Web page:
If you’re driving for work and you get injured due to a single-car accident, you may be wondering if you can file for workers’ compensation.
What Is a Single-Car Accident?
A single-car accident is any accident that involves just one driver and one vehicle rather than multiple drivers. Here a few examples:
- A driver overturns their SUV while making a sharp turn.
- A driver’s tire explodes, and their car runs off of the road into a tree.
- A driver loses control of their car in icy conditions and hits a stationary object like a guardrail or lamppost.
- A driver hits an animal that’s crossing the road, such as a deer.
Single-Car Accidents Are Generally Covered If You’re Driving as Part of Work-Related Duties
You may think that, since single-car accidents are often the driver’s fault, you cannot get compensation for your injuries. However, this is not the case.
Even if you were at fault for the accident may still qualify for workers’ compensation for your injuries if you were driving as part of your work-related duties.
This is because workers’ compensation is “no-fault” coverage. It generally doesn’t matter who was responsible for the accident. As long as you experienced injuries in the course of your normal, work-related duties, you can file a workers comp claim. For example, this can include:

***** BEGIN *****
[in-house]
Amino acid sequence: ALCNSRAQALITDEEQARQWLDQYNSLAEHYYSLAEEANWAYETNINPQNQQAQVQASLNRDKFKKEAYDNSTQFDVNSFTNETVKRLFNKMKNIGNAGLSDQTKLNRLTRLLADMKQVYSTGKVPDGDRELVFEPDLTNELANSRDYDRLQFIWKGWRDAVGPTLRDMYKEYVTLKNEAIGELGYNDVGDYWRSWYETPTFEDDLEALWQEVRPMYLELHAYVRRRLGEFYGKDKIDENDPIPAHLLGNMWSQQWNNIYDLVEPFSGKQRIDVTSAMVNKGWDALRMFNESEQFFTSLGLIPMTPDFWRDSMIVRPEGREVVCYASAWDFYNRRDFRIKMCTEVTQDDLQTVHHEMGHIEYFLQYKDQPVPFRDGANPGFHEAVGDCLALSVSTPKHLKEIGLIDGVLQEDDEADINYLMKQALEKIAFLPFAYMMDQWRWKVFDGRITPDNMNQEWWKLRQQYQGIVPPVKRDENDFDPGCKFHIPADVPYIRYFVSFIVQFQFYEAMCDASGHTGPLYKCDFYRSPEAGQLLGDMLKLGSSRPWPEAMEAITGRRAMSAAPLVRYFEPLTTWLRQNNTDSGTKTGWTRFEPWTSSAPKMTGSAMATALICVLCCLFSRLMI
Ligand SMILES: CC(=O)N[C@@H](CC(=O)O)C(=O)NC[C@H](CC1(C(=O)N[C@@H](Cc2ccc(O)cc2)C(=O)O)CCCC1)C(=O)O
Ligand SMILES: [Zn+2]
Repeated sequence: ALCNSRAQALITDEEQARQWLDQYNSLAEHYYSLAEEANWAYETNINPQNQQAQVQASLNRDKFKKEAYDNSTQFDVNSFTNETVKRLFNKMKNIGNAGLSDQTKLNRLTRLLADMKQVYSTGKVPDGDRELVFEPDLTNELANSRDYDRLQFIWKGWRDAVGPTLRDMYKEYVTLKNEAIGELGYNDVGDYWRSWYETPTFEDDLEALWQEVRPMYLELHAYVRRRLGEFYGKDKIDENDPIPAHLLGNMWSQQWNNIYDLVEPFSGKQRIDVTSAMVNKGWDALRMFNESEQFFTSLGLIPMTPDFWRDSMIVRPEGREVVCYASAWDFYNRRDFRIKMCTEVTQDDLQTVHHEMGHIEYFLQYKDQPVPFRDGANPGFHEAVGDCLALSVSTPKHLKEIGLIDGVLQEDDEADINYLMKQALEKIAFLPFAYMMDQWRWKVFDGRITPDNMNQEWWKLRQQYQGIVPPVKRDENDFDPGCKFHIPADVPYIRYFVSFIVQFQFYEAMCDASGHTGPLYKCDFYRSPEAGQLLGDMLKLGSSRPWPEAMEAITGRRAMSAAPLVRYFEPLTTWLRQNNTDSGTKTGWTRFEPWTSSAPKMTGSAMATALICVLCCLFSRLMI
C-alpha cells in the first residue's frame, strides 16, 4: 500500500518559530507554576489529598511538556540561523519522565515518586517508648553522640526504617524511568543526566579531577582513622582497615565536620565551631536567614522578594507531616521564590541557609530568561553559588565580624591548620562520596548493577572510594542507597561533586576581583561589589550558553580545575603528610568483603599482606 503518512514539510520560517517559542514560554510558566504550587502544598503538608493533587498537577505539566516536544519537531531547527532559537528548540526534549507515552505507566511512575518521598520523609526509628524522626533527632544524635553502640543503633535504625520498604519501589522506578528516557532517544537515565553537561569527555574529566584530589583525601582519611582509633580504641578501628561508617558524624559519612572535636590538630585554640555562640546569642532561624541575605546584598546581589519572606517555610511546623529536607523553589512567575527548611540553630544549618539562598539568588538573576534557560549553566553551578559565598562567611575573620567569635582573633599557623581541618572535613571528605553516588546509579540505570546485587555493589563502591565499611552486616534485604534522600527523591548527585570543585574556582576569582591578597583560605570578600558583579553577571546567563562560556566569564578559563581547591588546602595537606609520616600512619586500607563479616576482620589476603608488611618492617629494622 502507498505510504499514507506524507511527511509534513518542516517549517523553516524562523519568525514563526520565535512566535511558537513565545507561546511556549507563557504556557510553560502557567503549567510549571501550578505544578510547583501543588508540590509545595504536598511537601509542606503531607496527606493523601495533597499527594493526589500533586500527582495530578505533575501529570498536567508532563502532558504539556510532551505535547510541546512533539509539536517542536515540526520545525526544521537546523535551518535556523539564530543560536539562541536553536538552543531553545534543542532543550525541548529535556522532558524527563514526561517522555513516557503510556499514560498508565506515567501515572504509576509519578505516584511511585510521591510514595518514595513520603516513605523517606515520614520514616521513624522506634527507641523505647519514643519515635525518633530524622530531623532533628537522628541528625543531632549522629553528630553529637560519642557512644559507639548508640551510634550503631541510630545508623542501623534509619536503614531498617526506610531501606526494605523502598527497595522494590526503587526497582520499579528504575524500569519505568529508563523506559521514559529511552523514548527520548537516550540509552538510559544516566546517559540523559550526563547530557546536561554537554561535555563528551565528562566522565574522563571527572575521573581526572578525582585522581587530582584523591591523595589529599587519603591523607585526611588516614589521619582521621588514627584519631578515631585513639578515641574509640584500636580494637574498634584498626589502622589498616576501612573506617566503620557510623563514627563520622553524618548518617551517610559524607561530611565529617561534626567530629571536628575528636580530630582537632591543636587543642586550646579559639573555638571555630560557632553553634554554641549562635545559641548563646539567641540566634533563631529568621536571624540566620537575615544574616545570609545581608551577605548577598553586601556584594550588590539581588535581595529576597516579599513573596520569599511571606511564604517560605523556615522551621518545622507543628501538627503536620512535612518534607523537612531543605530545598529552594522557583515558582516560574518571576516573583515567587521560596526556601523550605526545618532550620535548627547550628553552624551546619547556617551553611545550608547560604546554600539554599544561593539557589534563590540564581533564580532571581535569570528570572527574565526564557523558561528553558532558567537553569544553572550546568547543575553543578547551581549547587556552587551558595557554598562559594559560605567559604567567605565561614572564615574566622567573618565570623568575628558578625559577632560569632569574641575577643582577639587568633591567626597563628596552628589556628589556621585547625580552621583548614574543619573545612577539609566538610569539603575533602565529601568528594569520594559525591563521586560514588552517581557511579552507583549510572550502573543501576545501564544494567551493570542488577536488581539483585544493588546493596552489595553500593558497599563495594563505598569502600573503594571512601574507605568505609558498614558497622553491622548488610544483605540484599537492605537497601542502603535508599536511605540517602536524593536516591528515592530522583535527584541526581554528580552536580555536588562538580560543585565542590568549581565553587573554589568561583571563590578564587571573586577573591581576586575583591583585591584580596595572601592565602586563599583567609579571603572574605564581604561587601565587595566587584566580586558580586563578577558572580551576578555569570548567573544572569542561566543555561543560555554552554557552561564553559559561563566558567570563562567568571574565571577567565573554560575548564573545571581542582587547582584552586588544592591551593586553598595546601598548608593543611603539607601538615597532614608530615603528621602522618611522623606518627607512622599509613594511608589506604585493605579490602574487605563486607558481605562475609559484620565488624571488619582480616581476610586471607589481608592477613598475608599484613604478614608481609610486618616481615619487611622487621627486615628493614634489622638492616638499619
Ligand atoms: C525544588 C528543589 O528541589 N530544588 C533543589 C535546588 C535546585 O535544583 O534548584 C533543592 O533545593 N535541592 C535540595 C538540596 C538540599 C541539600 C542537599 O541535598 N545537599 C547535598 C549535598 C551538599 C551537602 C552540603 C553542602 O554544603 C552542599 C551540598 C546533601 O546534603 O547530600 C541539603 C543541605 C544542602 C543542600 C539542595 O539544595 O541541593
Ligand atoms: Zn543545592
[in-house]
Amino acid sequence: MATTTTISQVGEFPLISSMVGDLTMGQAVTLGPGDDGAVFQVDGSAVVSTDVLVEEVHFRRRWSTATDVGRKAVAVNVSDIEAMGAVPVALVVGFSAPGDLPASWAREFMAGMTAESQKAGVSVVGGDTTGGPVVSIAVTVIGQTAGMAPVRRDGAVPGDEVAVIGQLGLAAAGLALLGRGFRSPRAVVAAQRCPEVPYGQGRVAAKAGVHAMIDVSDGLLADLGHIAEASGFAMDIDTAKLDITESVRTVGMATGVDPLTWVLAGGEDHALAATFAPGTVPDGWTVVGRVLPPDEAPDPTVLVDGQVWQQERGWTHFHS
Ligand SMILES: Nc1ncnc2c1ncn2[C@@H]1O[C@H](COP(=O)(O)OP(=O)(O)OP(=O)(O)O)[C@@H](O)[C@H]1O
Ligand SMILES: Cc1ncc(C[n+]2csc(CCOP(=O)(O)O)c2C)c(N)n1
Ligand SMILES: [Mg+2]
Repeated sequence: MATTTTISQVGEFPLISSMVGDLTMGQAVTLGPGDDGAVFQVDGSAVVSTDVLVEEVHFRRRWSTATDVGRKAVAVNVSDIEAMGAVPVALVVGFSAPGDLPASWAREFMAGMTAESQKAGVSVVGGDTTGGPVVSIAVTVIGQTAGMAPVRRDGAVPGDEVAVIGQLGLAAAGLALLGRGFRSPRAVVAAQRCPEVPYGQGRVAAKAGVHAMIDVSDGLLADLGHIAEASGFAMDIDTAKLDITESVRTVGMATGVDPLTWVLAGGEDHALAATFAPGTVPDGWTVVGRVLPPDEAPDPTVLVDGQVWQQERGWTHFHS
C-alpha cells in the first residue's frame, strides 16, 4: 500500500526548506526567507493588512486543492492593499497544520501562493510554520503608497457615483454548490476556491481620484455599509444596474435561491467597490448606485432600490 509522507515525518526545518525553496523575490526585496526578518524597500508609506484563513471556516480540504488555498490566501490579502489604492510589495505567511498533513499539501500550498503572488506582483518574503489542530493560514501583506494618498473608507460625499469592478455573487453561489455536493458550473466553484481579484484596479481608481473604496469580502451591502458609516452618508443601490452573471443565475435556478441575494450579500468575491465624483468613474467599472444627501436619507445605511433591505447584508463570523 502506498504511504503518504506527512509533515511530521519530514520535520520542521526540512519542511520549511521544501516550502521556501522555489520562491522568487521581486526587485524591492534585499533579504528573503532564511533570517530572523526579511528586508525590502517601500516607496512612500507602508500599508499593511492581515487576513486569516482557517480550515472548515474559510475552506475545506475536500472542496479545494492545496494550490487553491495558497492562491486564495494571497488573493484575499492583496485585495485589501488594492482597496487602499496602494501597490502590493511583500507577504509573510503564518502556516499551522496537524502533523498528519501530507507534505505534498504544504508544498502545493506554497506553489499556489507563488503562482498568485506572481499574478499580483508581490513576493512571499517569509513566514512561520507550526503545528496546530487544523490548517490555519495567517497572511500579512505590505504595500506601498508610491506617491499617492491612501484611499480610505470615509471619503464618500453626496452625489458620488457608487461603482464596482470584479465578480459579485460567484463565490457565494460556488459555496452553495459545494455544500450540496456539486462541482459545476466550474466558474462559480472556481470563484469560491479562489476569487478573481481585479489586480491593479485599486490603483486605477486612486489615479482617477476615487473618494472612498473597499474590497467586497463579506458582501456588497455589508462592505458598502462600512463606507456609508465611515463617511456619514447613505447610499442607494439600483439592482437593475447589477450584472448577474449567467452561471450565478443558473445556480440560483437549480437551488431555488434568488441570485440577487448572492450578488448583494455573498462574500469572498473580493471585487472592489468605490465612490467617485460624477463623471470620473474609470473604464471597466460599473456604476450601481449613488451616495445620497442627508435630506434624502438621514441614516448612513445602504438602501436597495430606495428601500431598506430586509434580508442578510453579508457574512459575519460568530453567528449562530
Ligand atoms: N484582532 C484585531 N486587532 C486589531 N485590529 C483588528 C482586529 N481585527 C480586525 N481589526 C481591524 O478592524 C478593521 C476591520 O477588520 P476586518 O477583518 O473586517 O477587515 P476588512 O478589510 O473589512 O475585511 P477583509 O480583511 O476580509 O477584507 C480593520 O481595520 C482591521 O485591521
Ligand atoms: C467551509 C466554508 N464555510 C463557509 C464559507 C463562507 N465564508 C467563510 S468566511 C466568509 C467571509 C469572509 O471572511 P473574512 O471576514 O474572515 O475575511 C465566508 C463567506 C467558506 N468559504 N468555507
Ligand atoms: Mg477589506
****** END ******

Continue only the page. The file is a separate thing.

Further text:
- Driving from one worksite location to another
- Making a delivery or running an errand for a boss or employer
- Transporting one or more employees for business purposes
It’s also important to note that you may be eligible for workers’ compensation regardless of the vehicle you’re driving. Whether you’re driving a vehicle owned by your employer or a personal vehicle, you can file a claim if you are injured while driving on the job.
Are There Exceptions?
Yes. First, your daily commute to and from work generally is not covered by workers’ compensation – since you are merely traveling to work and not working. There are exceptions, of course, such as if your boss asks you to run a work-related errand on your way into work.
Another exception is if you leave a work-related route to run a personal errand. For example, if you don’t go directly to a job site but stop by a restaurant to pick up lunch and get into an accident, you may not be covered by your workers’ compensation insurance policy.
Injured While Driving For Work? Speak With a St. Louis Work Injury Attorney
At The Law Office of James M. Hoffmann, our experienced St. Louis workers’ compensation attorneys can fight for your rights and ensure you get the compensation you deserve after being injured in a work-related car accident. Contact us 24/7 for a free case review.
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